Cisero's Inc., a family-owned small business that runs Cisero's Ristorante and Good Times Bar in Park City, Utah, is going head to head against top-tier acquirer Elavon Inc. in the Third Judicial State Court, Summit County, Utah. And the firm representing Cisero's? None other than Constantine Cannon LLP of "Wal-Mart case" fame. That class action, led by Lloyd Constantine, secured for merchants in 2003 the largest anti-trust settlement in history: $3 billion.
It is not far-fetched to believe this case, which stems from fines assessed because of stolen card data used to commit fraud, could call into question the validity of merchant agreements devised by acquiring banks, operating rules and regulations promulgated by card brands Visa Inc. and MasterCard Worldwide, and the Payment Card Industry (PCI) Data Security Standard (DSS) itself.
In the spring of 2008, Visa and MasterCard, through a "common point of purchase" method, identified Cisero's as the source of a data theft. The card companies deduced some cards that had been counterfeited and employed in fraud events had been used at Cisero's beforehand, and they concluded the card data had been stolen from Cisero's.
Visa claimed the alleged data theft from Cisero's resulted in $1.26 million in "actual fraud" and assessed hefty fines. U.S. Bancorp subsidiary Elavon, as is allowed under its merchant contract, attempted to pass the fines on to Cisero's by deducting funds from the restaurant's merchant account. But after Elavon's withdrawal of $10,000, Cisero's closed the account and refused Elavon's demands for reimbursement. In May 2010, Elavon sued Cisero's, complaining it had "suffered $82,692.29 worth of damage through March 18, 2010." In August 2011, Cisero's filed a counterclaim.
Cissy McComb, owner of Cisero's, said her bank, U.S. Bank N.A., and Elavon wrongfully penalized the restaurant and took money out of the restaurant's bank account for Cisero's alleged violations of the PCI DSS. And in its countersuit, Cisero's noted it had to accept Visa's and MasterCard's terms when it opened in 2001, because it could not survive without being able to accept the payment cards used by most of its customers.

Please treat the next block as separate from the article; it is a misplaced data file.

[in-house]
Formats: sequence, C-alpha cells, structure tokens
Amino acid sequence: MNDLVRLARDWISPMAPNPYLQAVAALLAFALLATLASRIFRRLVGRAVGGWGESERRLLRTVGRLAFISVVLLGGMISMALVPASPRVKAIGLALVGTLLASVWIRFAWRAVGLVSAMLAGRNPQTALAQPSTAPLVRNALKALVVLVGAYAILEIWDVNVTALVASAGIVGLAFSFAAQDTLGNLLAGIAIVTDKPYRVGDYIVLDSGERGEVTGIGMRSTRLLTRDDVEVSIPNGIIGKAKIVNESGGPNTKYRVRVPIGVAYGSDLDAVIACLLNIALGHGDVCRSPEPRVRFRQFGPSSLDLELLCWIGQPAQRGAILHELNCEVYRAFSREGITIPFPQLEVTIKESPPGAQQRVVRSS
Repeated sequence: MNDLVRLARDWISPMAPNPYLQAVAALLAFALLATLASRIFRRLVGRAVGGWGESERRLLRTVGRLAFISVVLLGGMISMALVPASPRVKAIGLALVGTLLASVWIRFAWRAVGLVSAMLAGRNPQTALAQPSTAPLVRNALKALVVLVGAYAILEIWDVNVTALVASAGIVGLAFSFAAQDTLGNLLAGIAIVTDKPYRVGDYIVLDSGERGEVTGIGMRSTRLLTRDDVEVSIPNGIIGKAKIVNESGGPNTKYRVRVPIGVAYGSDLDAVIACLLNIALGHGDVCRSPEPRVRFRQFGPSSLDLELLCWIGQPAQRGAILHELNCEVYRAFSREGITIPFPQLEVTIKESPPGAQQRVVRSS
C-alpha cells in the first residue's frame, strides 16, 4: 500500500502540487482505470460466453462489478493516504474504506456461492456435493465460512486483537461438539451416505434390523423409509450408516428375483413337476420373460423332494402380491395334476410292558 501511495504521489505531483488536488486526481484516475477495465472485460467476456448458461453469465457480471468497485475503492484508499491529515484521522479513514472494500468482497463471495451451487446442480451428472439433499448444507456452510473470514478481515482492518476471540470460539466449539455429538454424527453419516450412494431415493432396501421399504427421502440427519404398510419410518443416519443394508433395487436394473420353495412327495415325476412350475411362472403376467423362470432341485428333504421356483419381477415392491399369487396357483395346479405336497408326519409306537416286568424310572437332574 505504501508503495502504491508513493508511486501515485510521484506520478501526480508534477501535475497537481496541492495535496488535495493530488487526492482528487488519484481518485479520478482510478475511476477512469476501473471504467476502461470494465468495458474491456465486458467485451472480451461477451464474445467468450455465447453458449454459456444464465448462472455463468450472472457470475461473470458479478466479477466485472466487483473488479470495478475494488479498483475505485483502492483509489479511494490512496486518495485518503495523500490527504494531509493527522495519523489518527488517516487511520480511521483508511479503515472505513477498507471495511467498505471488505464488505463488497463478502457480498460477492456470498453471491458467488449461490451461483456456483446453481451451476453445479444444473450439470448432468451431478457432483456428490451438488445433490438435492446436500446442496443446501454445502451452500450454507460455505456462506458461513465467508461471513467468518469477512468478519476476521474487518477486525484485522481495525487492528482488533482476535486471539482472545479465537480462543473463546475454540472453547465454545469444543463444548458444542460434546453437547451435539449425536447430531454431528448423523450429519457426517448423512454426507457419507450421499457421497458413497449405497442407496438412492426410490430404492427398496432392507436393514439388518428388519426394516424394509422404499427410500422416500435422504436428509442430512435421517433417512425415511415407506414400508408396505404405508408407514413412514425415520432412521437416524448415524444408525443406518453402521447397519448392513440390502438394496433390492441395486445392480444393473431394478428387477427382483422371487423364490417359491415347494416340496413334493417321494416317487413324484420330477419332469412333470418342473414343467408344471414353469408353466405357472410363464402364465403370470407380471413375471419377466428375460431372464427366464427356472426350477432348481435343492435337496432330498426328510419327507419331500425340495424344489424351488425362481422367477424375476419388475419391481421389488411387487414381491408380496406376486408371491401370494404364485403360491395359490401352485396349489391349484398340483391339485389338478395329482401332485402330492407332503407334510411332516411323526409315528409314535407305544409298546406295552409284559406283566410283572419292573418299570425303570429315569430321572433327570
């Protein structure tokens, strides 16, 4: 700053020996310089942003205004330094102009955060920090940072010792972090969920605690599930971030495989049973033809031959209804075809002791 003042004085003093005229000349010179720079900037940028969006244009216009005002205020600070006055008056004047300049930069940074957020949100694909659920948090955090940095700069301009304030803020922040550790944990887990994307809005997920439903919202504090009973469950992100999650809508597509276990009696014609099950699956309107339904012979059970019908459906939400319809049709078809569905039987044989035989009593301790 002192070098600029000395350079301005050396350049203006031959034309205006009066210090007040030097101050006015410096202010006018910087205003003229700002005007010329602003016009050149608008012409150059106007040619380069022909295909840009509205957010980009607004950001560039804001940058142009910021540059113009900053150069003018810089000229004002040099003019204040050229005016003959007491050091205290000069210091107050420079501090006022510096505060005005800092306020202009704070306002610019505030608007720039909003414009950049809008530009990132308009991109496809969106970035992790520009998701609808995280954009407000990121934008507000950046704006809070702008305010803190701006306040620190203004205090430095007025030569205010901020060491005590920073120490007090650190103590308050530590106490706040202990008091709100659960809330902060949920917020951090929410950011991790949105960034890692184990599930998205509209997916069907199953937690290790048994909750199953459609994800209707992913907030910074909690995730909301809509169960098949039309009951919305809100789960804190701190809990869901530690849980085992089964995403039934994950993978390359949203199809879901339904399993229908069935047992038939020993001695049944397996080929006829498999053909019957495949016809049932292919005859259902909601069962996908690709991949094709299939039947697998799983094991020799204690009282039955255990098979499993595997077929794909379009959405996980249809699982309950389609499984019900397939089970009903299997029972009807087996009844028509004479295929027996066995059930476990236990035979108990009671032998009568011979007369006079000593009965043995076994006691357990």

The countersuit stated that when the contract was signed, Visa's rules were not available to merchants, and the PCI DSS was not even enacted. The countersuit also said Cisero's merchant agreement was later "materially changed" without Cisero's consent, yet Cisero's was required to obey rules it had not even seen. Cisero's said it was never told it was required to comply with the PCI DSS.
Cisero's also accused Elavon of imposing fines even after two independent forensic examinations of the POS terminals, paid for by Cisero's, revealed no proof of a breach. The counterclaim further stated Cisero's was never given an opportunity to defend itself or challenge the fines.
The countersuit additionally maintained Visa assessed fines even though it did not follow its own account data compromise recovery (ADCR) rules, which require a minimum of 10,000 unique compromised Visa account numbers before ADCR fines are assessed; if fewer than 10,000 unique account numbers are compromised, an issuer cannot recover losses from a merchant.